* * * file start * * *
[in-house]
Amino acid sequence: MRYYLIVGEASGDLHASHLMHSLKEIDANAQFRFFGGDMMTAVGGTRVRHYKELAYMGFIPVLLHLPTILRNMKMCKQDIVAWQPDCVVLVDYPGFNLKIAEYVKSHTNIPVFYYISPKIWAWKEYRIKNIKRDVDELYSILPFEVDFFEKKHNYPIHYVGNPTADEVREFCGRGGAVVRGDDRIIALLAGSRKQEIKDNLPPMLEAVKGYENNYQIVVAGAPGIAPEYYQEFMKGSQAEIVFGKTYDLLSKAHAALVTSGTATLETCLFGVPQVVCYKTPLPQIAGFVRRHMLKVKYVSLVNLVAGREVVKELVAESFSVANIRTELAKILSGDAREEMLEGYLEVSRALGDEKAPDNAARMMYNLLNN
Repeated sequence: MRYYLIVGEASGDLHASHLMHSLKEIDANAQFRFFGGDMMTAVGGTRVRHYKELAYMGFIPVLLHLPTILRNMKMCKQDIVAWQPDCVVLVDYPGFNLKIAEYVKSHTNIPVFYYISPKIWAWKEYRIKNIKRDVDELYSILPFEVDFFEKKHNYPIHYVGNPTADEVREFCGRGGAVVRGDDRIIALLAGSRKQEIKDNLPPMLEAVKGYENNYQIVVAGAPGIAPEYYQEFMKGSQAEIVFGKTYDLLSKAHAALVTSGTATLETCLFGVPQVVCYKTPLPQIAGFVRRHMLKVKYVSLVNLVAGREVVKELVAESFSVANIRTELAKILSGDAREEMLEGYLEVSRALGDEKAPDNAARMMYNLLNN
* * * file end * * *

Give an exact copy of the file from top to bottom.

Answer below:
[in-house]
Amino acid sequence: MRYYLIVGEASGDLHASHLMHSLKEIDANAQFRFFGGDMMTAVGGTRVRHYKELAYMGFIPVLLHLPTILRNMKMCKQDIVAWQPDCVVLVDYPGFNLKIAEYVKSHTNIPVFYYISPKIWAWKEYRIKNIKRDVDELYSILPFEVDFFEKKHNYPIHYVGNPTADEVREFCGRGGAVVRGDDRIIALLAGSRKQEIKDNLPPMLEAVKGYENNYQIVVAGAPGIAPEYYQEFMKGSQAEIVFGKTYDLLSKAHAALVTSGTATLETCLFGVPQVVCYKTPLPQIAGFVRRHMLKVKYVSLVNLVAGREVVKELVAESFSVANIRTELAKILSGDAREEMLEGYLEVSRALGDEKAPDNAARMMYNLLNN
Repeated sequence: MRYYLIVGEASGDLHASHLMHSLKEIDANAQFRFFGGDMMTAVGGTRVRHYKELAYMGFIPVLLHLPTILRNMKMCKQDIVAWQPDCVVLVDYPGFNLKIAEYVKSHTNIPVFYYISPKIWAWKEYRIKNIKRDVDELYSILPFEVDFFEKKHNYPIHYVGNPTADEVREFCGRGGAVVRGDDRIIALLAGSRKQEIKDNLPPMLEAVKGYENNYQIVVAGAPGIAPEYYQEFMKGSQAEIVFGKTYDLLSKAHAALVTSGTATLETCLFGVPQVVCYKTPLPQIAGFVRRHMLKVKYVSLVNLVAGREVVKELVAESFSVANIRTELAKILSGDAREEMLEGYLEVSRALGDEKAPDNAARMMYNLLNN